Impact of venous thromboembolism and anticoagulation on cancer and cancer survival.
Changes in the hemostatic system and chronic hemostatic activation are frequently observed in patients with cancer, even in the absence of venous thromboembolism (VTE). VTE is a leading cause of death among patients with cancer and contributes to long-term mortality in patients with early as well as advanced-stage cancer. Mounting evidence suggests that components of the clotting cascade and associated vascular factors play an integral part in tumor progression, invasion, angiogenesis, and metastasis formation. Furthermore, there are intriguing in vitro and animal findings that anticoagulants, in particular the low molecular weight heparins (LMWHs), exert an antineoplastic effect through multiple mechanisms, including interference with tumor cell adhesion, invasion, metastasis formation, angiogenesis, and the immune system. Several relatively small randomized controlled clinical trials of anticoagulation as cancer therapy in patients without a VTE diagnosis have been completed. These comprise studies with LMWH, unfractionated heparin, and vitamin K antagonists, with overall encouraging but nonconclusive results and some limitations. Meta-analyses performed for the American Society of Clinical Oncology VTE Guidelines Committee and the Cochrane Collaboration suggest overall favorable effects of anticoagulation on survival of patients with cancer, mainly with LMWH. However, definitive clinical trials have been elusive and questions remain regarding the importance of tumor type and stage on treatment efficacy, the impact of fatal thromboembolic events, optimal anticoagulation therapy, and safety with differing chemotherapy regimens. Although the LMWHs and related agents hold promise for improving outcomes in patients with cancer, additional studies of their efficacy and safety in this setting are needed.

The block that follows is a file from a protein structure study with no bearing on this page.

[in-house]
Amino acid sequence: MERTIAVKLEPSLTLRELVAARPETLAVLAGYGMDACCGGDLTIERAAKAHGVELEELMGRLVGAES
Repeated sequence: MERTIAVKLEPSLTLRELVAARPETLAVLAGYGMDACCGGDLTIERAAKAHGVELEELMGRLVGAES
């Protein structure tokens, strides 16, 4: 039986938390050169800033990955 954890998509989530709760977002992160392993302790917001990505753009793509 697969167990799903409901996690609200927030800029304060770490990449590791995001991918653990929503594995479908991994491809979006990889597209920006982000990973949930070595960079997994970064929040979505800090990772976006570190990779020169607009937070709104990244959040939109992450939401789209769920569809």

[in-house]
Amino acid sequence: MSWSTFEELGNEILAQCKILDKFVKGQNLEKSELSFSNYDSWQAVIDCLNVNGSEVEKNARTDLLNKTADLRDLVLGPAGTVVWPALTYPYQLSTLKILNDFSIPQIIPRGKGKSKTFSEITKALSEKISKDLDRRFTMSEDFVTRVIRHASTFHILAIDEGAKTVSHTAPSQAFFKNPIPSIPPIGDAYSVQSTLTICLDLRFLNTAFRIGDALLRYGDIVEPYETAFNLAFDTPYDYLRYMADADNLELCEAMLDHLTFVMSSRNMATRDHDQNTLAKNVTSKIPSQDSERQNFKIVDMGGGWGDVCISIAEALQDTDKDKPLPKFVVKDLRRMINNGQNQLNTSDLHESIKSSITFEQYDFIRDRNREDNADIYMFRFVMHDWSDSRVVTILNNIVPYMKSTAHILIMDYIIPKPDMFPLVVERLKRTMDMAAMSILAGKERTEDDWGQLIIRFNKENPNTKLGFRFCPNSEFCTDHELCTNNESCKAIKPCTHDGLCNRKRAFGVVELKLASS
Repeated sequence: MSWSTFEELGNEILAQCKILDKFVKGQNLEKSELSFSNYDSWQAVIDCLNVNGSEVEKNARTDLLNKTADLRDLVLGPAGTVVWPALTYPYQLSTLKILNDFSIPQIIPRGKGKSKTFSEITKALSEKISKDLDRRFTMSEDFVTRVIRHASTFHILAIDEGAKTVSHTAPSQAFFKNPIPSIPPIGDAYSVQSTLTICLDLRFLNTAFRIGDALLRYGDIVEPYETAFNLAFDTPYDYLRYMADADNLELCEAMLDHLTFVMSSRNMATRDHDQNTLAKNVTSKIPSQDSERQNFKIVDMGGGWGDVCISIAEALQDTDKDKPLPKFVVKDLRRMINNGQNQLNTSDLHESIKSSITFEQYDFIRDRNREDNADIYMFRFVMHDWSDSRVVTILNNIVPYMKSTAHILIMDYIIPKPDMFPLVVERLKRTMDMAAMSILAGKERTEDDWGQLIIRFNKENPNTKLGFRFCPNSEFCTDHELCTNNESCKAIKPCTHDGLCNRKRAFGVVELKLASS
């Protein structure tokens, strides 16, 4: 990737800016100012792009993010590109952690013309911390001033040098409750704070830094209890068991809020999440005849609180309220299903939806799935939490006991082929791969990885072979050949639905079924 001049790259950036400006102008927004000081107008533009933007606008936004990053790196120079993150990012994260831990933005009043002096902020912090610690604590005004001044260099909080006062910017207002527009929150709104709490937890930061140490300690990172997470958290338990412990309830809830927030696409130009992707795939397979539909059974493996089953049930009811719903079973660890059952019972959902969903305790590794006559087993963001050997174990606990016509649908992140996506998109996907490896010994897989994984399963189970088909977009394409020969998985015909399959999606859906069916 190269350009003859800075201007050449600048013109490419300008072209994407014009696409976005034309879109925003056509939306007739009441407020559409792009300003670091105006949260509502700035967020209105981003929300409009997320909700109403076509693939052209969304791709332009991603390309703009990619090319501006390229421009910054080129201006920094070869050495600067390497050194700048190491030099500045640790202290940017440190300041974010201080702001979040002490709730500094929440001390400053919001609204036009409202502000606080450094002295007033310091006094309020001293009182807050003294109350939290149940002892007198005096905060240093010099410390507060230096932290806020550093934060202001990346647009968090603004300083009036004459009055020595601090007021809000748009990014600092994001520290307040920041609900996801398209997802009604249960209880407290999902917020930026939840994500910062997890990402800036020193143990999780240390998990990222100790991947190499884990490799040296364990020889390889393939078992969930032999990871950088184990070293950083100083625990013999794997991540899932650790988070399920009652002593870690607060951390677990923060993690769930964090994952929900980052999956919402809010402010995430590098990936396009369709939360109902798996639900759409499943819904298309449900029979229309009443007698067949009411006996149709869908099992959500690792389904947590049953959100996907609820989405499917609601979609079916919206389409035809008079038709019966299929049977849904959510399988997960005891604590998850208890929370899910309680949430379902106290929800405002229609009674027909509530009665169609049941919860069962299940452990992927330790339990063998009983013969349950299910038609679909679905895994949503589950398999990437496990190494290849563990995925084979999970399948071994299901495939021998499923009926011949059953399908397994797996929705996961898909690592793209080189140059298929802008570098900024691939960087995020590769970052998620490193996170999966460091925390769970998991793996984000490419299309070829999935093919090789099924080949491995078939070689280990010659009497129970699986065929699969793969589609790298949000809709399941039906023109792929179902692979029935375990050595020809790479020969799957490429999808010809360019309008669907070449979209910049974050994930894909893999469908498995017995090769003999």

Kuderer, NM; Ortel, TL; Francis, CW
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